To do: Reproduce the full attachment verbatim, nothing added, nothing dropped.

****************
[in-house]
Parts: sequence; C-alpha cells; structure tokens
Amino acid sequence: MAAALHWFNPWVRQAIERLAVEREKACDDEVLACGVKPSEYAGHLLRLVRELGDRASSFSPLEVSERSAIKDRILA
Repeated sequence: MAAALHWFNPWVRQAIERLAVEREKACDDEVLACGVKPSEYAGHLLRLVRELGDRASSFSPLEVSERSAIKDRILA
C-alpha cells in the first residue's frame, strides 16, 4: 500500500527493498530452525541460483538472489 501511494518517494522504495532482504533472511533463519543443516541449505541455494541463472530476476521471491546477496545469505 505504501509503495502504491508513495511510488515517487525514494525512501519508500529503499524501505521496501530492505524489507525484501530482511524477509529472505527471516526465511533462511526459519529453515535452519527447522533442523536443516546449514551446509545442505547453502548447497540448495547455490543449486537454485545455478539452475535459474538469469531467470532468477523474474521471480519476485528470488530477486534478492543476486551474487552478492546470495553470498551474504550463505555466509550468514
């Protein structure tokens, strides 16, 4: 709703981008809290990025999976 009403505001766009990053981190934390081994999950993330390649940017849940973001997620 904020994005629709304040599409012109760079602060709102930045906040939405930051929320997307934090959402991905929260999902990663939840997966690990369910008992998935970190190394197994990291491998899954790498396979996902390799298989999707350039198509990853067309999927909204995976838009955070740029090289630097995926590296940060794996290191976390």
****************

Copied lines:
[in-house]
Parts: sequence; C-alpha cells; structure tokens
Amino acid sequence: MAAALHWFNPWVRQAIERLAVEREKACDDEVLACGVKPSEYAGHLLRLVRELGDRASSFSPLEVSERSAIKDRILA
Repeated sequence: MAAALHWFNPWVRQAIERLAVEREKACDDEVLACGVKPSEYAGHLLRLVRELGDRASSFSPLEVSERSAIKDRILA
C-alpha cells in the first residue's frame, strides 16, 4: 500500500527493498530452525541460483538472489 501511494518517494522504495532482504533472511533463519543443516541449505541455494541463472530476476521471491546477496545469505 505504501509503495502504491508513495511510488515517487525514494525512501519508500529503499524501505521496501530492505524489507525484501530482511524477509529472505527471516526465511533462511526459519529453515535452519527447522533442523536443516546449514551446509545442505547453502548447497540448495547455490543449486537454485545455478539452475535459474538469469531467470532468477523474474521471480519476485528470488530477486534478492543476486551474487552478492546470495553470498551474504550463505555466509550468514
């Protein structure tokens, strides 16, 4: 709703981008809290990025999976 009403505001766009990053981190934390081994999950993330390649940017849940973001997620 904020994005629709304040599409012109760079602060709102930045906040939405930051929320997307934090959402991905929260999902990663939840997966690990369910008992998935970190190394197994990291491998899954790498396979996902390799298989999707350039198509990853067309999927909204995976838009955070740029090289630097995926590296940060794996290191976390």